Freedom To Run - Ease, Efficiency, Speed

Jon Burdon, Chi Running and Chi Walking instructor based in England and Wales

Freedom To Run - Blog

This blog is all about my journey with Chi Running. I try to discuss all aspects of the practice. I also write a book review for every book I read about running. Please DO post comments below - you don't event need to have an account - just leave your name :)

The Chi Marathon Principle

The Chi Marathon Principle

I thought I'd put a few thoughts together to summarise some of the key messages from the Chi Marathon book by Danny and Katherine Dreyer.

"I had won three major marathons, Berlin (1997), London and Amsterdam (both 1998). I had very fruitful years with four world cross country silver medals, one European cross-country gold medal, countless national titles, two Olympic games, the Irish records in the 10k, half marathon and marathon, and a smattering of European and world championships achieved.

But I began losing my battle with niggling injury. Irish newspaper headlines regularly led with stories of me pulling out of big events due to injury. Running is meant to be enjoyed, not endured, I thought... I got my hands on a copy of Danny and Katherine Dreyer's book Chi Running, and I couldn't put it down. After enduring years of pain and injury and wondering what was the cause of it all, I found that Danny's book was providing me with all the answers."

- Catherina McKiernan, the forward to Chi Marathon

There is a reason why my business name is suffixed with 'Ease - Efficiency - Speed.' it's because I believe we need to get form right before we build up distance. Running beyond our form is not good for us. You've all seen that marathon runner who has lost all form and is struggling to keep going even at a walk. Chi Running is about listening to your body and enjoying your running more!

I think of the essence of the Chi Marathon principle as:

Form - Distance - Speed

or

Form then Distance then Speed

Perhaps you prefer to imagine it in the form of a pyramid, where we build up the basics first:

Speed

Distance

F     O     R    M

The Chi Marathon book actually has a 24 week training programme, with no fewer than 7 separate phases. These are all focussed on training the whole person, and keeping you enjoying your whole experience. The principle of gradual progress is an essential for Chi Running, and this also underpins the Chi Marathon approach.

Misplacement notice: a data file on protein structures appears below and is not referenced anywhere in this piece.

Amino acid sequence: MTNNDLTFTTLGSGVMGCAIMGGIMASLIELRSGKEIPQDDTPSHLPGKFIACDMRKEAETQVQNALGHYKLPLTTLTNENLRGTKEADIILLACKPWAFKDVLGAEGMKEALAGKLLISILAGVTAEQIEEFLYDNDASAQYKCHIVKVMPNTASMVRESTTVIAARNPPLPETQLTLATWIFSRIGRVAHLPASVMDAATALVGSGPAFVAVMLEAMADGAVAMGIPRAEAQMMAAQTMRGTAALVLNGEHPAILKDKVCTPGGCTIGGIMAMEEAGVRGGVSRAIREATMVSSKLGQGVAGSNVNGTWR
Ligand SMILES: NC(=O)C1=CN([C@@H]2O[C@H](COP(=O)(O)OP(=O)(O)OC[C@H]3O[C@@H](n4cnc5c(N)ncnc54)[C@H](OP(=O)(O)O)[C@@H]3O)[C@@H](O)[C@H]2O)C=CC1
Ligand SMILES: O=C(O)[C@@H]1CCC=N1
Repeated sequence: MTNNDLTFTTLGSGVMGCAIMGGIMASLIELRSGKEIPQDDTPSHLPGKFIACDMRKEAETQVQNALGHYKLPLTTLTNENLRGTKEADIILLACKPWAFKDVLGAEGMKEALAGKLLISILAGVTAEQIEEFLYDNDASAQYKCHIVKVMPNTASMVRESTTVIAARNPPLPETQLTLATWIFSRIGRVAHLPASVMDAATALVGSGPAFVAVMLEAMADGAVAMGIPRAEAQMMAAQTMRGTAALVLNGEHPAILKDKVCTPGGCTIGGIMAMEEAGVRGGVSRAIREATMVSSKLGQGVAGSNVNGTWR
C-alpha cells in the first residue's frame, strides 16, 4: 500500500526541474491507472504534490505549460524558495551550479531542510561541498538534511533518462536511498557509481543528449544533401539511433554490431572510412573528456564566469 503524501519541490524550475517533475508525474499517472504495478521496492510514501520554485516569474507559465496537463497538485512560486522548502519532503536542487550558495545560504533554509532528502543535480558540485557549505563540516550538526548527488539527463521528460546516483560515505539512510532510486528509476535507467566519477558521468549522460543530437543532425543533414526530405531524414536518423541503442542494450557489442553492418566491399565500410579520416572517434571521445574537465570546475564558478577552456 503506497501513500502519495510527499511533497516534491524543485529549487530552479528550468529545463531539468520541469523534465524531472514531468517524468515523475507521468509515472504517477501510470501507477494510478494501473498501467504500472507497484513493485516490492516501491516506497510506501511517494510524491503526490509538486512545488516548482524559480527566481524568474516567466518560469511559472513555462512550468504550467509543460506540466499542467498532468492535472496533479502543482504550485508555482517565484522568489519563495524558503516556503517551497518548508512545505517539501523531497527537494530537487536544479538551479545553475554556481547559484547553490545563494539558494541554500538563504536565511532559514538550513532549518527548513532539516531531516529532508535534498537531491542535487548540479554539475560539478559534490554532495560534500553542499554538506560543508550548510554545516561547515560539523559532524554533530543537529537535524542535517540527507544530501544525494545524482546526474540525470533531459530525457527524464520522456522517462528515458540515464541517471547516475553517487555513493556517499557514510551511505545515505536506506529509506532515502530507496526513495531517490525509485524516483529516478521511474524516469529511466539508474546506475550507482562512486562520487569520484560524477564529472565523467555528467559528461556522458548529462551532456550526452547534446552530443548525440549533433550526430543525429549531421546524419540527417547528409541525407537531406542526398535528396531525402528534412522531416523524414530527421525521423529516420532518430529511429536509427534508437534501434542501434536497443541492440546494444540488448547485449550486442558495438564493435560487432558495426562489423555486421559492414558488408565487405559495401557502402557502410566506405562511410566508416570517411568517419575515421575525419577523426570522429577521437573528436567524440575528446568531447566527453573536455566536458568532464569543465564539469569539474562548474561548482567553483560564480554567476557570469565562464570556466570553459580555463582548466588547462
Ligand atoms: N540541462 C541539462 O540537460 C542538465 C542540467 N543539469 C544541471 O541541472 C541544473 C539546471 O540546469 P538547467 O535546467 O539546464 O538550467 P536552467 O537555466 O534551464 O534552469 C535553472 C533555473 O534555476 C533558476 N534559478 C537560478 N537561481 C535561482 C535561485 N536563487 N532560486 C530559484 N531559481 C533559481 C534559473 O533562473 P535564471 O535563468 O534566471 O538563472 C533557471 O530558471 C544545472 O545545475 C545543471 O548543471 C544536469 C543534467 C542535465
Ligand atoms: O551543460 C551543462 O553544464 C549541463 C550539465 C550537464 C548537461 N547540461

The seven phases are as follows:

1 Vision, Goals and Planning

2 The Technique Phase

3 The Conditioning Phase

4 The Mastery Phase

5 Taper Time

6 Race Weekend

7 Rest and Renewal

It's the development of technique first and foremost that makes the Chi Marathon principle so powerful. Building up the distance over which you can maintain good technique comes next. The speed at which you can run, maintaining that form, is the 'icing on the cake.' 

How many runners do it the other way around? They launch themselves into speed intervals or massive mileage. It is only when they are injured that they think 'why.' I'm not wanting to sound judgemental here - I must assure you I've been there too and I feel the draw to get pulled in to that way of thinking. The truth is that it is only when I put technique first that I find I can run pain free.

What can you do to help prepare for your marathon?

  • Remember Form - Distance - Speed ... in that order. Trust the principle through your training
  • Work on your technique early on - Use Chi Running focusses such as posture, relaxation, alignment, cadence, lean
  • Be very strict with yourself about gradual progress
  • Remember speed work is fine, in facts it's GREAT, but it's not more important that anything else. The same applies to distance and mileage.

 

Chi Running isn't magic and it isn't a guarantee, but it has helped a lot of people and it's worked for me. I can't see how you can argue with the principles. Comments anyone?

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    Guest - Clark Hind

    Nice one Jon. Getting the technique first and building from there is definitely the key. You would not go into the gym and try to deadlift 200kg without learning how to lift the bar properly first. How many times do we hear of new runners with shin splints, sore knees etc. Unless you are gifted to be born with perfect running form we all need a bit of practice. AS with everything there are exceptions to the rule, the first one to come to mind is Emil Zapotek, perfect legs, but was labelled as a 'strangled octopus' when running flat out! Knowing your imperfections and how to work with them will make you a better and injury free runner. All the best, Clark

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